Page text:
which put his head out of the water. He had horns
upon which was written: ' I am one of the meanest
creatures that inhabit the sea. I am three hundred
miles in length, and enter this day into the jaws of
tiic leviathan ' " (1^. B. l.<\). When the leviathan is
hungry, reports \\. Dimi in the name of R. Johanan,
he sends forth from his moutli a heat so great as to
make all the waters of tiie deep boil, and if lie
would jiut his head into paradise no living creature
could endure the odor of him {ih.). His abode is
the Mediterranean Sea; and the waters of the Jor-
dan fall into his month (Bek. 55b; B. B. /.'•.).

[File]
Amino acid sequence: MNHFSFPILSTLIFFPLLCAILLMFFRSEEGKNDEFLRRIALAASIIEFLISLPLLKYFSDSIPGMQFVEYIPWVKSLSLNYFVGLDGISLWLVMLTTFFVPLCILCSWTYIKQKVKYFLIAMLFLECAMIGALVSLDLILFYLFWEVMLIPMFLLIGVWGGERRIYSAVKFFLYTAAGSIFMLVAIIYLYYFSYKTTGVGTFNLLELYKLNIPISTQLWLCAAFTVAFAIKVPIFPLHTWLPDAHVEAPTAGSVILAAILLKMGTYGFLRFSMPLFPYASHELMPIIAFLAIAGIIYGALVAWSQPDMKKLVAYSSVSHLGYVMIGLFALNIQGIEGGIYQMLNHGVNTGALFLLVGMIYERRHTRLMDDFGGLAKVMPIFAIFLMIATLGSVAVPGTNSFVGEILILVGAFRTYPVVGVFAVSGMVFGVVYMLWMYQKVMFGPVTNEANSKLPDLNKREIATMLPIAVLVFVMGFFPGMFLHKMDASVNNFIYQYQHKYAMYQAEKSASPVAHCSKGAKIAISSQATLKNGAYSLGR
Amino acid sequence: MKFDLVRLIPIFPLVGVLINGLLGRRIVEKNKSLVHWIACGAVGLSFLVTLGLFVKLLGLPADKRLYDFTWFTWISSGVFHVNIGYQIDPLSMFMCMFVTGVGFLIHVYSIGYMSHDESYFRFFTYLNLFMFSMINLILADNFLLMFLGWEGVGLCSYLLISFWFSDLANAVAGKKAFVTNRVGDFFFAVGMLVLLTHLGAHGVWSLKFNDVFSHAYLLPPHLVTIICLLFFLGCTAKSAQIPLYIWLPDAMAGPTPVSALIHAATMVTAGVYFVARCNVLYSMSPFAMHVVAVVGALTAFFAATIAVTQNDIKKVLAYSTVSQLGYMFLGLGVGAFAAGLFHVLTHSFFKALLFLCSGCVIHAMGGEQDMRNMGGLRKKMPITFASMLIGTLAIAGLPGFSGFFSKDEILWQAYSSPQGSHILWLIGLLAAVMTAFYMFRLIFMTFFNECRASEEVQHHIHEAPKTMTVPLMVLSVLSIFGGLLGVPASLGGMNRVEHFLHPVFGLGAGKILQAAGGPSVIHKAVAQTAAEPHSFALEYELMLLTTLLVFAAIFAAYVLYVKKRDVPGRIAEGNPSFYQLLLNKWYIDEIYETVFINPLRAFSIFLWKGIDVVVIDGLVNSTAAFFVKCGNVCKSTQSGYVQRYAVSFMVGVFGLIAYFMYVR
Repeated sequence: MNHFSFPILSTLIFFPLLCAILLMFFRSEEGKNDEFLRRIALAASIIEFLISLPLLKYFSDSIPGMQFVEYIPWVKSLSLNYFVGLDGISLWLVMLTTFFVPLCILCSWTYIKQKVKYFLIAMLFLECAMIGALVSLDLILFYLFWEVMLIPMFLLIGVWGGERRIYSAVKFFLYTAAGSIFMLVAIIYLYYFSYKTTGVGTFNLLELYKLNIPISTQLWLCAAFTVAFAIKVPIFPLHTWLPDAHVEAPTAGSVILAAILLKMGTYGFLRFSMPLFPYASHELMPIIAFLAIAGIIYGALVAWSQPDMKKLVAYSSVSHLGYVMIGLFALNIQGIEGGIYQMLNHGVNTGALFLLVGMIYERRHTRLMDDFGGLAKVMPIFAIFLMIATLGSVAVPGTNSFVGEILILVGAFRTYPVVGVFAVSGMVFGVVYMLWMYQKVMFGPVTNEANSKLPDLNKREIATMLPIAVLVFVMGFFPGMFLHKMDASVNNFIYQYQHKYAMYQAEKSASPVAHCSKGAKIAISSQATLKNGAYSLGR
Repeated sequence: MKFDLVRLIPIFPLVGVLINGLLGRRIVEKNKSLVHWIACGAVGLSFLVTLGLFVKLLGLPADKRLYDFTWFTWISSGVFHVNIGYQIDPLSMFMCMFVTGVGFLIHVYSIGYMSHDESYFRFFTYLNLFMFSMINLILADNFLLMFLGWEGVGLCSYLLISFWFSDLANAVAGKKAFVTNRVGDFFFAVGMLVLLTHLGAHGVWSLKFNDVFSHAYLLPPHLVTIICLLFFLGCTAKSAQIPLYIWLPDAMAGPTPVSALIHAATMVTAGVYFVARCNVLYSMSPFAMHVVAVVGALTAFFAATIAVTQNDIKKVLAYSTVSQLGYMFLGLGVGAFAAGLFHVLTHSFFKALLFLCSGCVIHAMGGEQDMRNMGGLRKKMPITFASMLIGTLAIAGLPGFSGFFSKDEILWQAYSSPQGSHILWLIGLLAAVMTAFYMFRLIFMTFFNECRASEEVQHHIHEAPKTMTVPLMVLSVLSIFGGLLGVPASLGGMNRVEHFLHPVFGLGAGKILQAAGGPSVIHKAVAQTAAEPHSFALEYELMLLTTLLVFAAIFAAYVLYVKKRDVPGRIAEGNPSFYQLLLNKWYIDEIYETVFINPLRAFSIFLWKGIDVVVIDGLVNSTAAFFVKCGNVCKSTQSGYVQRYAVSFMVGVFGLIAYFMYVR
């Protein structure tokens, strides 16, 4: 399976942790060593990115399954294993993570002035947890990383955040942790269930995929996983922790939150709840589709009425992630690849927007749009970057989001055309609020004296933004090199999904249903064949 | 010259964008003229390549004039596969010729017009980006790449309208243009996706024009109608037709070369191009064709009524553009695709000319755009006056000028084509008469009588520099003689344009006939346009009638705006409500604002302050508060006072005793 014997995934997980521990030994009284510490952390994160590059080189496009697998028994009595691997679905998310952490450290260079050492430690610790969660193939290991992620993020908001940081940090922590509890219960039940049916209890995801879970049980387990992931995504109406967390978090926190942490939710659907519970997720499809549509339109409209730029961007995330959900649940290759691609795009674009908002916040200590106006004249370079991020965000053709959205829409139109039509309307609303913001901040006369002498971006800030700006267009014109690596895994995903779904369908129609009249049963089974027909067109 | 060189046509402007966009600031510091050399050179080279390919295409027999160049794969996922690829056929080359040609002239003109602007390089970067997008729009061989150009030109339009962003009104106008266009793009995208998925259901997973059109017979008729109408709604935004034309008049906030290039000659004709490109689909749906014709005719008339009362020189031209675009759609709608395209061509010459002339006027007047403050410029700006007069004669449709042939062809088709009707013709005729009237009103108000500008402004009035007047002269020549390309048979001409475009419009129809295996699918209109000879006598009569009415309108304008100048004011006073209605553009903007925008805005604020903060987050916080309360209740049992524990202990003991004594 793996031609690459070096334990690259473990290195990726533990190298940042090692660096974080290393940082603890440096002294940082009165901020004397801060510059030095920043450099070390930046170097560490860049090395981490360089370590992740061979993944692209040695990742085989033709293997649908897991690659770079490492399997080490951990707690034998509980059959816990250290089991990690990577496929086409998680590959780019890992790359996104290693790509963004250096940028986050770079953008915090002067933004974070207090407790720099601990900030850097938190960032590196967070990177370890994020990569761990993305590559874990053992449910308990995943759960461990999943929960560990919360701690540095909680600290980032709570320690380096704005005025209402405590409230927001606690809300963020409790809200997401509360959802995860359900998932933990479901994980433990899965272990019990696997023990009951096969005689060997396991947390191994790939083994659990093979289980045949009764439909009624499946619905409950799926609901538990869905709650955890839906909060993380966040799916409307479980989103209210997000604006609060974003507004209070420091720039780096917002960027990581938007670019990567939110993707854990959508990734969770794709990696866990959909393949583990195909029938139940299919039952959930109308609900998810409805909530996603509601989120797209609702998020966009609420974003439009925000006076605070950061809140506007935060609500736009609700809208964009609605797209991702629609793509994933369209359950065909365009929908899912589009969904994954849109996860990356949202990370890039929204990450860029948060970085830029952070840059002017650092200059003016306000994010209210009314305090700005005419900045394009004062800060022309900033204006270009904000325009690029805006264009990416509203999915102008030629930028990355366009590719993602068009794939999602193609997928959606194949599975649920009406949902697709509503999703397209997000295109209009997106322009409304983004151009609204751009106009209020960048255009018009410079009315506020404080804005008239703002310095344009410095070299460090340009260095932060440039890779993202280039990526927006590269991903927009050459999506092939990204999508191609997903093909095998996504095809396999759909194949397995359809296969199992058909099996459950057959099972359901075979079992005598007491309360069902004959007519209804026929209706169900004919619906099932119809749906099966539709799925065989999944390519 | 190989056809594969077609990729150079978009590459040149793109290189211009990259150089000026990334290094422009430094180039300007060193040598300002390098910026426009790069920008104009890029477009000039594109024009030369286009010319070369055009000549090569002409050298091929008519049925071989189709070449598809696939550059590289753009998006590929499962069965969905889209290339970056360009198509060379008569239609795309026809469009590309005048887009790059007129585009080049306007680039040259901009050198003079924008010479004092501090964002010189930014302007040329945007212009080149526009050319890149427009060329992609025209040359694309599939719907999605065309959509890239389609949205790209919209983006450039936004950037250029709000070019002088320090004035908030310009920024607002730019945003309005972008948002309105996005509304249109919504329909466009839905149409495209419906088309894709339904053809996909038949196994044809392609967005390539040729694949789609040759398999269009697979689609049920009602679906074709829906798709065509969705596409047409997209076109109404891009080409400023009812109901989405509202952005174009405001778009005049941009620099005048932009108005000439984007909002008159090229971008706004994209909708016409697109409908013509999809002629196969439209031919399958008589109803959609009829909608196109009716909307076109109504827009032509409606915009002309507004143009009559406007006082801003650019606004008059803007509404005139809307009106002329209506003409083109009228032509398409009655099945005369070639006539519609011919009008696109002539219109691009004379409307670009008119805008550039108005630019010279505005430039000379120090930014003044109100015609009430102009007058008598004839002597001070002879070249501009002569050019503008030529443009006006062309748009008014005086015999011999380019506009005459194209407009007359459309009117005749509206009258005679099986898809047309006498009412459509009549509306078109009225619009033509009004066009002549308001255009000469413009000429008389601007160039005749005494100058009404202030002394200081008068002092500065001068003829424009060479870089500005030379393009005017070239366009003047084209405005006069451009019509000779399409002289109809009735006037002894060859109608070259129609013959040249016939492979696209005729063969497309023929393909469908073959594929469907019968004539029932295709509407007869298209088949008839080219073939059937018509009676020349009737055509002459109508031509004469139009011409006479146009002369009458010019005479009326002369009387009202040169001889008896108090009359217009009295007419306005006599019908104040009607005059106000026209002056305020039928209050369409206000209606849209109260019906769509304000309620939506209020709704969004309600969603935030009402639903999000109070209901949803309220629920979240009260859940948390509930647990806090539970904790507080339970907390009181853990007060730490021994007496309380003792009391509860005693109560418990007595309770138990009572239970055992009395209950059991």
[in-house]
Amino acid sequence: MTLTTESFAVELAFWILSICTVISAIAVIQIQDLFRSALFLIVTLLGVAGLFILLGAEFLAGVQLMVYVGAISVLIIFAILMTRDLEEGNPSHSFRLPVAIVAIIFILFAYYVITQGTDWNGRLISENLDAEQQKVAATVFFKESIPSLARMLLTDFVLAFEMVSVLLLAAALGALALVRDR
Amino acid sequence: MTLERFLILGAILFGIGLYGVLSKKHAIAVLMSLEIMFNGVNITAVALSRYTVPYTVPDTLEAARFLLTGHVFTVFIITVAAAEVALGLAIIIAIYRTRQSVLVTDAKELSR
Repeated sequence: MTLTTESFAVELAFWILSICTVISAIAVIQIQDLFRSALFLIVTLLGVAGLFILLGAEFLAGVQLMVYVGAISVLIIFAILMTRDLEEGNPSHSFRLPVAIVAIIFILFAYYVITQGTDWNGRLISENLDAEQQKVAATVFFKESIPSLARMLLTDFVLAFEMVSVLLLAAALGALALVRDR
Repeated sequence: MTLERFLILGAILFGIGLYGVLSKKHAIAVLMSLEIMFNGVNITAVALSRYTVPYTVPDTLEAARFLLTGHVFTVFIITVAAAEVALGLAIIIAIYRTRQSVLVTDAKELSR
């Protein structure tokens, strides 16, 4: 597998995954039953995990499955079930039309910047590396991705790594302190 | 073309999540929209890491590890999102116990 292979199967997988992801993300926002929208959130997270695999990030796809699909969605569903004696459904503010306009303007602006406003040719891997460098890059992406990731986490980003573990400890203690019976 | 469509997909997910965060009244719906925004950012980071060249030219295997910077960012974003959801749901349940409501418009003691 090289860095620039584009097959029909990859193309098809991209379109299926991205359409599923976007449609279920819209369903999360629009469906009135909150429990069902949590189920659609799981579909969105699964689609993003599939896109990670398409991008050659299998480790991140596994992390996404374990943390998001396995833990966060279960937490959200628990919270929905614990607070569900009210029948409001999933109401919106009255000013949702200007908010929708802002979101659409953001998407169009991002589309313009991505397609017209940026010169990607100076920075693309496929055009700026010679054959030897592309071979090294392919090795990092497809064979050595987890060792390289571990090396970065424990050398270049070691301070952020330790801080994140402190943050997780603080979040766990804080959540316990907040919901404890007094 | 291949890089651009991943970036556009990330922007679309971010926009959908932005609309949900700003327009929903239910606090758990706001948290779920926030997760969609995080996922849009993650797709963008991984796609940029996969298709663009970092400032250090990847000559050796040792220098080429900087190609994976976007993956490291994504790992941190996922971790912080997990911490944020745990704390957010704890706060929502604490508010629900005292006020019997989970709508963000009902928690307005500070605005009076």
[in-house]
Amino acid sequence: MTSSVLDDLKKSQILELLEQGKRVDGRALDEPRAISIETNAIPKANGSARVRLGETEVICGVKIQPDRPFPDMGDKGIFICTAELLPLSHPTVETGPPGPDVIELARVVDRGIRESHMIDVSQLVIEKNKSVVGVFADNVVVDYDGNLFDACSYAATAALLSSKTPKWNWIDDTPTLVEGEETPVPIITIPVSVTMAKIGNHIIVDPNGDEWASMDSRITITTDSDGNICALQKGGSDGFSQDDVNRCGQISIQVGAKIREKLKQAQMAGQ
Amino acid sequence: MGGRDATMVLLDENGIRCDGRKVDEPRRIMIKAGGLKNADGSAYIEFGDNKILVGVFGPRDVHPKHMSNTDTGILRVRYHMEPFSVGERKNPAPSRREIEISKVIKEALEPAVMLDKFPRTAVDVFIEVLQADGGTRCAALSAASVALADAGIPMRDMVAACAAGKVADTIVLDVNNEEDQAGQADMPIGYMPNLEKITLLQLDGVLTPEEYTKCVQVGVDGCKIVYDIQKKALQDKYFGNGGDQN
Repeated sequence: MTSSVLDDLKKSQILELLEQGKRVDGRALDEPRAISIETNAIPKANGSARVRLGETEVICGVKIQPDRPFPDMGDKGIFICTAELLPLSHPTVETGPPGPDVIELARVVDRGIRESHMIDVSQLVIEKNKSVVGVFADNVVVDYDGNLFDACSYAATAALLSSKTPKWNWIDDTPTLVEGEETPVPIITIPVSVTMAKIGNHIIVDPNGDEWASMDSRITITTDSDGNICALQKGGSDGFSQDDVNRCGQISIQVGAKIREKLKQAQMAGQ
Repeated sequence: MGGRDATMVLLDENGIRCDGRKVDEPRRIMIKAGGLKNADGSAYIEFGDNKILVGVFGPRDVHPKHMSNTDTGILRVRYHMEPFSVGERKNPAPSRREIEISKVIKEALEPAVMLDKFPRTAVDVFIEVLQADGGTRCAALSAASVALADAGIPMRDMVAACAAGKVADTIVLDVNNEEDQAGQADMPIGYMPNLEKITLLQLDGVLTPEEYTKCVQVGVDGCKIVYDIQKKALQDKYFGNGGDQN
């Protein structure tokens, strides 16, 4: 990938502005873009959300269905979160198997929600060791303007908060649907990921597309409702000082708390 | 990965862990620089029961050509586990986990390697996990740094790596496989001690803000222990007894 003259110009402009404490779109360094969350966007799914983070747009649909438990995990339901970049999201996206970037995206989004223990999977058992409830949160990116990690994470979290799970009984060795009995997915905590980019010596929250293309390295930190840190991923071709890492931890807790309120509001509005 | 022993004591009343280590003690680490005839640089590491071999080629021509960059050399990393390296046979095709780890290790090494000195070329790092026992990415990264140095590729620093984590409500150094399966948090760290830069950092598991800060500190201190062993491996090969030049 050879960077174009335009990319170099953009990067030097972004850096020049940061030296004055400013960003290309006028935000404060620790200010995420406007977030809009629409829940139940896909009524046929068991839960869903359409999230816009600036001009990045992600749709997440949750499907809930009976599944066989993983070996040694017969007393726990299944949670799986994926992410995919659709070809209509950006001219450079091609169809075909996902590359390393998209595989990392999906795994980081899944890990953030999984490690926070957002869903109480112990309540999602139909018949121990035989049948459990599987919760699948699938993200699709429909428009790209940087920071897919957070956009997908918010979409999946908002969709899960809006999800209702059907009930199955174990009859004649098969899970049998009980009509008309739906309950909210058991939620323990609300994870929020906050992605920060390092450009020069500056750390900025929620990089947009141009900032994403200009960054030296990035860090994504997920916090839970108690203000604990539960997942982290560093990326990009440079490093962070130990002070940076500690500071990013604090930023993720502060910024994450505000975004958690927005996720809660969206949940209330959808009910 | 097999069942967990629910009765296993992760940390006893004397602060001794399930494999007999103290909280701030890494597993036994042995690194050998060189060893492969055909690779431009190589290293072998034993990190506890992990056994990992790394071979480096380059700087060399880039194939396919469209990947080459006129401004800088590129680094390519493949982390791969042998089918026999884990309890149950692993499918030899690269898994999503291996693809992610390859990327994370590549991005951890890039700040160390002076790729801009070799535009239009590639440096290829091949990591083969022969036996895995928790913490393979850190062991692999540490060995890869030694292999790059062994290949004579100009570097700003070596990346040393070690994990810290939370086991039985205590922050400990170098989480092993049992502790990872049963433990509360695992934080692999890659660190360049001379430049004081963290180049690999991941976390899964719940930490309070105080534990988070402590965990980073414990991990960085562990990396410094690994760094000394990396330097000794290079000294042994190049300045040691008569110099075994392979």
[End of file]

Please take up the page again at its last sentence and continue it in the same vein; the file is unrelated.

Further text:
Tiic body of the leviathan, especially his eyes,
possesses great illuminating power. This was the
opinion of R. Kliezer, who. in theeourseof a voyage
in company with R, Josliua, e\iilaineil to the latter.

when frightened by the sudden appearance of a
brilliant light, that it probably proceeded from the
ej^esof the leviathan. He referred his companion to
the words of Job xli. 18: "By his neesings a light
doth shine, and his eyes are like the eyelids of the
morning" (B. B. ^.c). However, in spite of his
supernatural strength, the leviathan is afraid of a
small Avorm called "kilbit" (n"'n^D), which clings to
the gills of large fishes and kills them (Shab. 77b).

The leviathan is prominent in the haggadic litera-
ture in connection with the advent of the Messiah.
Referring to Job xl. ^0 (Hebr.), "and
In the the pious ones [nnnn] sliall make a
Messianic banquet of it," R. Johanan says that
Times. at the time of the resurrection a ban-
quet will be given by God to the
righteous, at which the flesh of the leviathan will be